We’ll go ahead and grab the 5/32 torque wrench at 70 inch pounds. Make sure it’s nice and tight. Now our diaphragm is good. Then what we need to do is change out the inner components of the head, which includes the gasket and the two valve discs. Again, we’ll grab our 5/32 Allen key, and we’ll want to just unscrew these top valve body screws here on top of the head. Now it’s really important for me and my left hand to keep it underneath the head here. That prevents the valve body from falling out once these are loose. So we keep pressure under there, we hold it, and then nothing gets lost. Our valve body drops right out. We’ll put our head to the side.

Inside here we can see the gasket. We can see the discs. These may wear before the diaphragm, but most people like to just go ahead and change out all the parts at one time while the head’s open. We’ll go ahead and take out those valve discs, discard them. Then we’ll take the old gasket, discard that. We’ll go back to our repair kit, and we’ll pull out the gasket. When you look at the valve body, you can see that one of the posts has two splices on the end of it. That’s the one that you’re going to want to put with the bigger hole, but it can only go in one direction. Then we’ll take our new valve discs, place them in. They should have a little bit of movement to them.

Take care to keep it nice and flat, and don’t allow the discs to get up on the posts. What can happen is you put the head on it, and then it can become pinched. Now we’ll take our head, and you can see that this is the one with the posts. Lines up with this one with posts. We’ll go ahead, keeping it flat the whole time, we’ll marry those parts together. Always putting pressure underneath the head to hold it in place, and then we’ll take our valve screws and place them on top. Again, using our 5/32 Allen key, we’ll go ahead, all the while keeping this tight. We’ll get that, give it one turn, then give it one turn, so it’s nice and tight. Now I can release it. It won’t fall out.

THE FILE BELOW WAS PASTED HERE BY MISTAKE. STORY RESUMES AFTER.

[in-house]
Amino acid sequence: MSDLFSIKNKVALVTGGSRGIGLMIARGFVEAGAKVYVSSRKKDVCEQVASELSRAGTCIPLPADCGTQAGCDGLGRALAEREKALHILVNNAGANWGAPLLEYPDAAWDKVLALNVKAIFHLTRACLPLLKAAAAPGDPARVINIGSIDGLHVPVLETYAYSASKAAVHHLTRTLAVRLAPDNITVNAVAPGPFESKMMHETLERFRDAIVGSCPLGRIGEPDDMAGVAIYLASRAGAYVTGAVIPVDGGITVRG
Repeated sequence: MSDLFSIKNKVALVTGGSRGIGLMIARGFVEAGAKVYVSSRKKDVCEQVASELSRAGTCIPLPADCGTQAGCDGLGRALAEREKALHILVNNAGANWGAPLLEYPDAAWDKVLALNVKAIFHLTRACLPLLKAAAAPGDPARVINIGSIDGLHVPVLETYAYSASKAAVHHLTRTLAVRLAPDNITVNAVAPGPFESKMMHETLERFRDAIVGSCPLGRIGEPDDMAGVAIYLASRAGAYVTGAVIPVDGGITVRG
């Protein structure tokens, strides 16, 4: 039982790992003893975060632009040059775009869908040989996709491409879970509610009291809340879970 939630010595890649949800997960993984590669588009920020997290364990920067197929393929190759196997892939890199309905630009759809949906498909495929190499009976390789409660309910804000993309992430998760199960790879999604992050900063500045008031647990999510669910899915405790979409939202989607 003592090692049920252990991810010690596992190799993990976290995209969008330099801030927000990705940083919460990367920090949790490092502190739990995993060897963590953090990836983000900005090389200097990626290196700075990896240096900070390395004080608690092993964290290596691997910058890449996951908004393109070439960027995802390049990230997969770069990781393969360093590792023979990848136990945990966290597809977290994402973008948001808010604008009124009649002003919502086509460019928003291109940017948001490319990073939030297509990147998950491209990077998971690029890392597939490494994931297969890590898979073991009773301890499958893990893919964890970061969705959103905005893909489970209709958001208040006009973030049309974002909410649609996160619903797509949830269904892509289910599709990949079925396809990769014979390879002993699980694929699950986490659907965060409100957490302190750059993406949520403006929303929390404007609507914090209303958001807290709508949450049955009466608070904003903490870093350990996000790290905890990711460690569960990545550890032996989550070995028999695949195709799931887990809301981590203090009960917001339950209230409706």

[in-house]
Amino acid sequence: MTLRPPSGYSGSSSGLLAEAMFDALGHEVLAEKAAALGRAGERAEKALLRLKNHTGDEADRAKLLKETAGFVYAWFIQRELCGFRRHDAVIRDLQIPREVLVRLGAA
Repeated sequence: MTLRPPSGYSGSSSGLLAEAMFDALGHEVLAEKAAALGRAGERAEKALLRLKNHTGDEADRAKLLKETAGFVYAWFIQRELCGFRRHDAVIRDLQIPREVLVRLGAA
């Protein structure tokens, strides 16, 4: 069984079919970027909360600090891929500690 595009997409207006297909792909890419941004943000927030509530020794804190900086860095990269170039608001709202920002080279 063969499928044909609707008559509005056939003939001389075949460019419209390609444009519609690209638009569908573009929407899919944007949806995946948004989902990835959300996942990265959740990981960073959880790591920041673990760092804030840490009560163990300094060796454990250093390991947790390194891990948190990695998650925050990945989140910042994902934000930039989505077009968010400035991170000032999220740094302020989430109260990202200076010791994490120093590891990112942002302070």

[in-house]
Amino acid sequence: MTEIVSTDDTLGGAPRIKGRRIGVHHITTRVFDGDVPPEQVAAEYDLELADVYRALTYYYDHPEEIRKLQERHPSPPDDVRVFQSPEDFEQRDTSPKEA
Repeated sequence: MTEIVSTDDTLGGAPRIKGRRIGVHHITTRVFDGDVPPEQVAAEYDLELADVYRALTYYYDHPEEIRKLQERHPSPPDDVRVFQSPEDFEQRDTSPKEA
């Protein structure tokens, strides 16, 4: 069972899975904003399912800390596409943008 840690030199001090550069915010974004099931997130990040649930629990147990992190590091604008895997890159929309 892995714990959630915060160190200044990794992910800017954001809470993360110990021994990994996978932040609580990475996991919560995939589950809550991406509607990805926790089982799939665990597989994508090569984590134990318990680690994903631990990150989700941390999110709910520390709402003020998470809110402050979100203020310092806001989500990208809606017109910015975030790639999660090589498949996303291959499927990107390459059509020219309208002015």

Now, we’ll orient the head onto the pump. The way that it’s going to go from the factory is from right to left, but again, this pump can be in any position, and it will always flow in the direction of the arrows.

Let’s go ahead and line it up there. We’ll go back to our original head bolts. Put those on like so. Then we’ll grab our 3/16 Allen key and go ahead and get these started. We’re almost there. Now our head’s installed correctly. In order to ensure that we don’t have any leaks, we don’t have any performance issues, and have a nice good seal, I want to make sure that we torque down our screws. Valve body screws are going to be set to 70 inch pounds. Then we’ll grab our 3/16 torque wrench, set for 110 inch pounds, and now we’ve got the diaphragm back installed into the pump.

Everything should be working good. The way you’re going to want to test it, on a general purpose motor, the electrical component is in the back here. You’re going to want to wire it for 110 or 220. Wiring instructions are located on all the motors. You’re going to want to plug it in, and then you’re going to want to check out which eccentric size you have, which you can find at our website at www.airdimensions.com. It’ll be on the very front of the model number. Depending on the eccentric size, you’ll get different flows and pressures.

In this case, we have an R-221. Once we do our install of our diaphragm, we want to go ahead and test the pump and make sure that we didn’t make any mistakes and that it’s working properly. We’ll do that by adding power to it, and then we’ll put a pressure gauge on it.

This pump should be around 50 PSIG on the discharge. The inlet should get about 22 inches of mercury, and the flow should be approximately 26 liters per minute. If your pump is getting all those three numbers, then you know you’ve done the install correctly and the pump is ready to go and be installed in the system.